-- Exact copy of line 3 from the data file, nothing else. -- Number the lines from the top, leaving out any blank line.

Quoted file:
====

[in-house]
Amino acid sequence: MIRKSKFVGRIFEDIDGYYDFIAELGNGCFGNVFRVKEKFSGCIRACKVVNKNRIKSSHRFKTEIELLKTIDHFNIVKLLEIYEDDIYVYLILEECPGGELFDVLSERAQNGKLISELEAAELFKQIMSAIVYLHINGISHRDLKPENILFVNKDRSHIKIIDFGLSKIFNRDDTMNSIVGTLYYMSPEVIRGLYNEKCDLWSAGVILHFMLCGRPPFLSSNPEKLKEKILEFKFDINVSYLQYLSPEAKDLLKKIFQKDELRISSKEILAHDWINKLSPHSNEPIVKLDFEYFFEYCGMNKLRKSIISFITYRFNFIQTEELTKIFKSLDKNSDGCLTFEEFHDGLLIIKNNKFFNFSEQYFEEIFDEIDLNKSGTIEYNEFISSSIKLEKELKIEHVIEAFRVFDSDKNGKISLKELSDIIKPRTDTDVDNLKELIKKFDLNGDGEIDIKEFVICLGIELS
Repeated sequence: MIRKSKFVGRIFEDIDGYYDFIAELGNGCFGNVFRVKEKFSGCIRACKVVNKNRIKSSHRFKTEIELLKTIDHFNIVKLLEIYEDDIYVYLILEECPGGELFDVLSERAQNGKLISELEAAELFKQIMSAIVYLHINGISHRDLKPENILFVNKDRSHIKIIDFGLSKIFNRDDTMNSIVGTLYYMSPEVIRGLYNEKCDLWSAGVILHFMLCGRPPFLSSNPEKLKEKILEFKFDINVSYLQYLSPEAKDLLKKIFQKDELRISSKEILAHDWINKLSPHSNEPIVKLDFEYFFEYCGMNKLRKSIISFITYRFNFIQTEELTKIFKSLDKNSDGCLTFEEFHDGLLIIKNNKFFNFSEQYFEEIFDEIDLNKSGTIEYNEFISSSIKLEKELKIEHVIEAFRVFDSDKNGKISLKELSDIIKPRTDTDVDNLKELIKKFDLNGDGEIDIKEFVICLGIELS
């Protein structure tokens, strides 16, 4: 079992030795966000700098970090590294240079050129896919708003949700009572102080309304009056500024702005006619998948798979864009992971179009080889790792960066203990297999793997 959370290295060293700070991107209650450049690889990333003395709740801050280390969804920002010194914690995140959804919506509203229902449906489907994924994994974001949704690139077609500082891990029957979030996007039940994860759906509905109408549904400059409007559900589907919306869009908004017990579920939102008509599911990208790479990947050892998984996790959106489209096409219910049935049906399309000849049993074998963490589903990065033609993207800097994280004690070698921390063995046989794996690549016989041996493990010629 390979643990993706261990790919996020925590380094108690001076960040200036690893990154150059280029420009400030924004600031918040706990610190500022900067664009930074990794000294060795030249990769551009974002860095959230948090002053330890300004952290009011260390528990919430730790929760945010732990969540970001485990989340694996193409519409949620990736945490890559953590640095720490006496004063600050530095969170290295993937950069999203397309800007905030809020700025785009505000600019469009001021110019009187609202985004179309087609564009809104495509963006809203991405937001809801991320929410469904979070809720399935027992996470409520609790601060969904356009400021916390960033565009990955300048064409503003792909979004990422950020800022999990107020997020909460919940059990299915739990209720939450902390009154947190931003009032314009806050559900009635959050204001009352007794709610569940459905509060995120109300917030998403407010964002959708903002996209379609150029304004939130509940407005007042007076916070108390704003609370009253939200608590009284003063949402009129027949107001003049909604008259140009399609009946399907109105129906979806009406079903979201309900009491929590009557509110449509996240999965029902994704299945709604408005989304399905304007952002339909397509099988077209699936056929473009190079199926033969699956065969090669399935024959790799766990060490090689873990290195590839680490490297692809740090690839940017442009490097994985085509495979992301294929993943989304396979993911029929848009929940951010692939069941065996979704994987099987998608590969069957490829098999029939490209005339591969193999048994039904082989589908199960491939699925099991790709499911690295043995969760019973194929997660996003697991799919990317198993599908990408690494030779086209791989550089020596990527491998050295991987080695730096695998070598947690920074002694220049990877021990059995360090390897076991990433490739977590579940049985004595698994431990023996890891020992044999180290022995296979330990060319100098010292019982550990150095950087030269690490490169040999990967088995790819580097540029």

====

Repeated sequence: MIRKSKFVGRIFEDIDGYYDFIAELGNGCFGNVFRVKEKFSGCIRACKVVNKNRIKSSHRFKTEIELLKTIDHFNIVKLLEIYEDDIYVYLILEECPGGELFDVLSERAQNGKLISELEAAELFKQIMSAIVYLHINGISHRDLKPENILFVNKDRSHIKIIDFGLSKIFNRDDTMNSIVGTLYYMSPEVIRGLYNEKCDLWSAGVILHFMLCGRPPFLSSNPEKLKEKILEFKFDINVSYLQYLSPEAKDLLKKIFQKDELRISSKEILAHDWINKLSPHSNEPIVKLDFEYFFEYCGMNKLRKSIISFITYRFNFIQTEELTKIFKSLDKNSDGCLTFEEFHDGLLIIKNNKFFNFSEQYFEEIFDEIDLNKSGTIEYNEFISSSIKLEKELKIEHVIEAFRVFDSDKNGKISLKELSDIIKPRTDTDVDNLKELIKKFDLNGDGEIDIKEFVICLGIELS